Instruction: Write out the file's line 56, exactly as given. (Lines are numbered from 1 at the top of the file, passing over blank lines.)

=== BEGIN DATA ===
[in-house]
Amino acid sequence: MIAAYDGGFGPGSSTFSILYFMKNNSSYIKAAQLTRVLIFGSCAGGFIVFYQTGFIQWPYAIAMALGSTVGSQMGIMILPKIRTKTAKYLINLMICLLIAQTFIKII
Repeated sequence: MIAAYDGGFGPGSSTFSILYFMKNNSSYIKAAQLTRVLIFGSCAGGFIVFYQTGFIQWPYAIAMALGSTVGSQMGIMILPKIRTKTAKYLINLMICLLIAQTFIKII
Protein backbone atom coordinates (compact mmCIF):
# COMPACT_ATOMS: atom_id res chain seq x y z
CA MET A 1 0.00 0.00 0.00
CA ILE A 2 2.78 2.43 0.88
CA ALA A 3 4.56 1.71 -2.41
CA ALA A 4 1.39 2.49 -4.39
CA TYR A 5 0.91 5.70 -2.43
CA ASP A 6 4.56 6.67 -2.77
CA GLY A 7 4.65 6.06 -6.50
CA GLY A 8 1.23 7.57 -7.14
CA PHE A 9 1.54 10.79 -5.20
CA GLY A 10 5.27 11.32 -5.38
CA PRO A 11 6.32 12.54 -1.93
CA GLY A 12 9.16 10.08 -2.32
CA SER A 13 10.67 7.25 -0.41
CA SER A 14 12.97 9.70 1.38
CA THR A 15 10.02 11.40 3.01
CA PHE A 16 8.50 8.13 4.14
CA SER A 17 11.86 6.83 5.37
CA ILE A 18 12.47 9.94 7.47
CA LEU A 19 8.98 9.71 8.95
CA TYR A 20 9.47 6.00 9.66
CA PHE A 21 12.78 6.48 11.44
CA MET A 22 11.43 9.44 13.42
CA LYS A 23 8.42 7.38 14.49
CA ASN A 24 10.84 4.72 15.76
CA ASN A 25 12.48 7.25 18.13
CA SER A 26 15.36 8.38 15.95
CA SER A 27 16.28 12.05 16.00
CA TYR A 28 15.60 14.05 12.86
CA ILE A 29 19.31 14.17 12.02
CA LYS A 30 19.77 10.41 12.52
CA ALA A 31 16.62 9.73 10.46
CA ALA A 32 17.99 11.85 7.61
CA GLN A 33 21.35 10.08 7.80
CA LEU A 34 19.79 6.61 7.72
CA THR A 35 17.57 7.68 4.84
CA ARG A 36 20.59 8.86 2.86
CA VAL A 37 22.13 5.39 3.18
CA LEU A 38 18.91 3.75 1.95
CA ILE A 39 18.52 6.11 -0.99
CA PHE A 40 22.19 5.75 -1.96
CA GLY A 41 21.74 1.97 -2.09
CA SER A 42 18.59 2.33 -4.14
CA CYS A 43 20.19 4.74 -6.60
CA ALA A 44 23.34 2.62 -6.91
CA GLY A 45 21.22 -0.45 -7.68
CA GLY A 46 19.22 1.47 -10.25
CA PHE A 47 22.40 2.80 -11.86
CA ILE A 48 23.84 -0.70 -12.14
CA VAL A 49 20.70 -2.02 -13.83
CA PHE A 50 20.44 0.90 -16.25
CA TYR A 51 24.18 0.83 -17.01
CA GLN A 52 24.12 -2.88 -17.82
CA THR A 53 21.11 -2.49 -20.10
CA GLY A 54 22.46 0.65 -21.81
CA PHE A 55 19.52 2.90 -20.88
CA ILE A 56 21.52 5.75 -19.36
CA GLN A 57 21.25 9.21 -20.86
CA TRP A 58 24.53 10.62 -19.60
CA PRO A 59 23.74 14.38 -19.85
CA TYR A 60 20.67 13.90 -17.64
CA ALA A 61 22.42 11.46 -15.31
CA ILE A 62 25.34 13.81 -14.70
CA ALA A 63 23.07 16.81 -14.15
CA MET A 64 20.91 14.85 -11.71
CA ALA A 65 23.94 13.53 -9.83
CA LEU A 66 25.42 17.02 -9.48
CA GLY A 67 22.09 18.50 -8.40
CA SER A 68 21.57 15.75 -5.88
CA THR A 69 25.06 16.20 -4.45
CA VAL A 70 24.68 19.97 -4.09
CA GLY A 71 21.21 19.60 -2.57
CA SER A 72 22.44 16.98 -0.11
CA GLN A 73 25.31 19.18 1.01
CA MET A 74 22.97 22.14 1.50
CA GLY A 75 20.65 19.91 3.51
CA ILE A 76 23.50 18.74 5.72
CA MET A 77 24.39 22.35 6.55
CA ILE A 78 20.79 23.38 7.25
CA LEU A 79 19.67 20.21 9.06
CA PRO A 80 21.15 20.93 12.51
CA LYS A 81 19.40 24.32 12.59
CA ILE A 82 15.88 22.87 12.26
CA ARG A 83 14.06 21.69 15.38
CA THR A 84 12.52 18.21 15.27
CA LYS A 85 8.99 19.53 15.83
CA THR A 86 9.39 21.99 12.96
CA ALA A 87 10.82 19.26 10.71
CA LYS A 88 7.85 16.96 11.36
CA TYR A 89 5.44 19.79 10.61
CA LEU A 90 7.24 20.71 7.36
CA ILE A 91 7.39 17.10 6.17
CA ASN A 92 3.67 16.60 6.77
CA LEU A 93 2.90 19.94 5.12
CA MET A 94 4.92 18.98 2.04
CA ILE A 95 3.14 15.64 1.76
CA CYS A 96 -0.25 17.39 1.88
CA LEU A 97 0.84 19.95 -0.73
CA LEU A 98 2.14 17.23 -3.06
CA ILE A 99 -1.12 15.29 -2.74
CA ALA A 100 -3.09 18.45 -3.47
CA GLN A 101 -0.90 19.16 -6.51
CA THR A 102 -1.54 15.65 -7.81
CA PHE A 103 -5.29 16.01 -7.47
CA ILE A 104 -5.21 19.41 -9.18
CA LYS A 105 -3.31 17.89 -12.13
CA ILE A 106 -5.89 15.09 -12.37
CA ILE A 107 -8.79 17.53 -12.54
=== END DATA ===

CA TYR A 51 24.18 0.83 -17.01